I now derive pleasure from the act of writing; it serves as my reward. When the action rewards you, the motivation becomes self-sustaining.
Organic motivation — Self-sustaining motivation fueled by the pleasure derived from doing something you find enjoyable and which you possess proficiency.
The better you get at a skill, the more you enjoy doing it. The more you enjoy it, the more you desire to do it. At some point, desire turns into a craving.
That’s the key to productivity.
Identify the work you need to do. Train yourself to crave doing the work.
The process is simple but time-consuming
Select an activity you enjoy. Improve your proficiency so that it becomes more enjoyable, addictive and then self-sustaining. That’s organic motivation. You feel motivated because you’re itching to work on something you love. It doesn’t happen in a day, a week or even a month. It takes time. But so what? It works.
Compare that to traditional motivational techniques, whether it be seminars, webinars, or affirmations. They only work as long as you prime the pump. If you’re too busy priming the pump, you’re not doing anything else.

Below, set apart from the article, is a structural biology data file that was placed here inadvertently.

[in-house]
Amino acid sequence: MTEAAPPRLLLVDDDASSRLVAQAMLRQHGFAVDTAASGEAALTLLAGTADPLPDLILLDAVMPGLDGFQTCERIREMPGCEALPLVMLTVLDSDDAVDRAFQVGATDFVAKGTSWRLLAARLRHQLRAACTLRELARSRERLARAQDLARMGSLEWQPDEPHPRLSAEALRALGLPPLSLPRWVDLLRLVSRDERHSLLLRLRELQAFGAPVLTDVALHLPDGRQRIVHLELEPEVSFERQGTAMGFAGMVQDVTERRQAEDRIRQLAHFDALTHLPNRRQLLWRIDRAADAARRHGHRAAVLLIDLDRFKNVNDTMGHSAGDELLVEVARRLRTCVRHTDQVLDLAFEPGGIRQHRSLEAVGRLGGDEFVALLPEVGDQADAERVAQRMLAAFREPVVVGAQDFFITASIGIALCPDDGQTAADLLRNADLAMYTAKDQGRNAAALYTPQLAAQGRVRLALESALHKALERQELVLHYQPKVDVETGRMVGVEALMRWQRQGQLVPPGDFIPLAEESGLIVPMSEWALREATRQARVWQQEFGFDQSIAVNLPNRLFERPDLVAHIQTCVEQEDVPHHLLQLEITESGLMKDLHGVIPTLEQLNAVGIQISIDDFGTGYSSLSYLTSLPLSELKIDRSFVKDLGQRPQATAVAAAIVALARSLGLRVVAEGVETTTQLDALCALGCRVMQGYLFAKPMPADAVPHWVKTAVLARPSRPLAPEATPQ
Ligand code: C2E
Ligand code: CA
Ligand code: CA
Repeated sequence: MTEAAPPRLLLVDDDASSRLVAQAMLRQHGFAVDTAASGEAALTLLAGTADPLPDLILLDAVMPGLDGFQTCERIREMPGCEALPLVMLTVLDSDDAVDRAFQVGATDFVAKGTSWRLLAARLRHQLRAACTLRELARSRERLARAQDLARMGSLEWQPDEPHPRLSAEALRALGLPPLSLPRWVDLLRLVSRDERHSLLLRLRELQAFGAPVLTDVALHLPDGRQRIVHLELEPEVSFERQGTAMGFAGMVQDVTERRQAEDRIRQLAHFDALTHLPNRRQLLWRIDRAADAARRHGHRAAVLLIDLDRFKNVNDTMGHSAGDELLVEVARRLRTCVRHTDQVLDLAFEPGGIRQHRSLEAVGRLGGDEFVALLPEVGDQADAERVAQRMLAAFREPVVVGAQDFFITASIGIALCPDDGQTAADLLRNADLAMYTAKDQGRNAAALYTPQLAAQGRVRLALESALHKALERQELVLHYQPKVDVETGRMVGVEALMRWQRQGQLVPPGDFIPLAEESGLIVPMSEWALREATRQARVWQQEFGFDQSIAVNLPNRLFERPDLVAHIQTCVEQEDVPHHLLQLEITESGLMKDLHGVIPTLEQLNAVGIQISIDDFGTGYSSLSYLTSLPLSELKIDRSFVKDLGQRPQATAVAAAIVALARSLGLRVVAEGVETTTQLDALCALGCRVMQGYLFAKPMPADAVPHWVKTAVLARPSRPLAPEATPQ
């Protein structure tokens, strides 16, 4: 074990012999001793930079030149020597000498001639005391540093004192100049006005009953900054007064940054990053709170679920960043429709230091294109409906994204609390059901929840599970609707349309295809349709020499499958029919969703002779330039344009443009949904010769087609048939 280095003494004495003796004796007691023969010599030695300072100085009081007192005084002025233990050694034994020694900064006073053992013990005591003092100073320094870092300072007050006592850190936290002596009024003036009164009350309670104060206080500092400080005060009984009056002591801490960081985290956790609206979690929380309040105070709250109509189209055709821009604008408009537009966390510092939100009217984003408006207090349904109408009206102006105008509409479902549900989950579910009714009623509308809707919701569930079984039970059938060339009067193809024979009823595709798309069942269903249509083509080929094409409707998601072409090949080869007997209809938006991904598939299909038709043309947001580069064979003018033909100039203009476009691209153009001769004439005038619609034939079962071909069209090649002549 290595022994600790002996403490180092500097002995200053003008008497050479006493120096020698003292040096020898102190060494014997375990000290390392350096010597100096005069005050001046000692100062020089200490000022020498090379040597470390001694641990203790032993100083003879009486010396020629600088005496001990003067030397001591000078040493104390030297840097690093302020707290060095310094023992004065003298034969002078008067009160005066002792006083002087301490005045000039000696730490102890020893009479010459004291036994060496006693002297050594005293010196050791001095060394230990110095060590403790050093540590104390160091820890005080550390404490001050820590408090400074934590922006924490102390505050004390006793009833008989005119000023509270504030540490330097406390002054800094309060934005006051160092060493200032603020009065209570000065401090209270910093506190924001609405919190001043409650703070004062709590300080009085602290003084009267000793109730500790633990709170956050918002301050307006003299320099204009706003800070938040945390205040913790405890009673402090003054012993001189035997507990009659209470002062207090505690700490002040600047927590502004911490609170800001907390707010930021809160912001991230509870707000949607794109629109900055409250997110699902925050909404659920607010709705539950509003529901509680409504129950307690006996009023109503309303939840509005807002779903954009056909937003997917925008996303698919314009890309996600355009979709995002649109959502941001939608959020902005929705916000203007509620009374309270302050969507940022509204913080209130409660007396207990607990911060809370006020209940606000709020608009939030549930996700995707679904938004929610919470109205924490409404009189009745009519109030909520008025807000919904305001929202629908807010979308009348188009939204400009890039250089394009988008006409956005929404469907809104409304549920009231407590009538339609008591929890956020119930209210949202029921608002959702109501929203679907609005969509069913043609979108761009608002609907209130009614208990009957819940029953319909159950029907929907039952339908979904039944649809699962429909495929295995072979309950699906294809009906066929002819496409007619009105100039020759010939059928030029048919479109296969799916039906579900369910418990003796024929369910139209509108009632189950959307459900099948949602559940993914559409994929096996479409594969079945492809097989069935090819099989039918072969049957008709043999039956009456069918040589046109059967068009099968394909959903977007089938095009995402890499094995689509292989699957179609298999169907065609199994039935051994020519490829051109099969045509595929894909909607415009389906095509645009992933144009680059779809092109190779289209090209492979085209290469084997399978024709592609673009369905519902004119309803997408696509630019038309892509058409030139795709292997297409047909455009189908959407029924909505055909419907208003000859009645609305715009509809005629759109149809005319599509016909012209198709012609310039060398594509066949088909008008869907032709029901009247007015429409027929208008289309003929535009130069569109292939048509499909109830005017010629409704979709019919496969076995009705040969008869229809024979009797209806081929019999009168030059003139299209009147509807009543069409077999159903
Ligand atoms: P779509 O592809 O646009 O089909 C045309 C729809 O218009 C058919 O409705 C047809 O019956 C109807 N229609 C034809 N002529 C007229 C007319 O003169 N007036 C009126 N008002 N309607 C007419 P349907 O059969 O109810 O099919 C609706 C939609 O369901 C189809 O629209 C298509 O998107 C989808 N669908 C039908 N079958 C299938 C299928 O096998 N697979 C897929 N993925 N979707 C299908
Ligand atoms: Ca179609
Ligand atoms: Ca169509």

The activity becomes a craving
Duhigg writes in his book.
“… A cue and a reward, on their own, aren’t enough for a new habit to last. … The cue, in addition to triggering a routine, must also trigger a craving for the reward to come. “
What if the mere act of performing the activity were the reward? Instead of writing to later satisfy my chocolate craving, what if writing were the craving? I don’t need a cue to desire chocolate. I always crave it.
What if your passion were your craving?
Create organic motivation
Your chosen activity must satisfy two conditions.
- You must enjoy doing it for the sake of doing it. I wrote for a long time before I ever made a dime. If you’re a marketer, would you write campaigns just for the hell of it?
- You must possess a minimum level of proficiency. You don’t have to be an expert, but you do need to experience growth. A leap in your skill produces a high. Unlike a drug, you don’t build a tolerance to growth.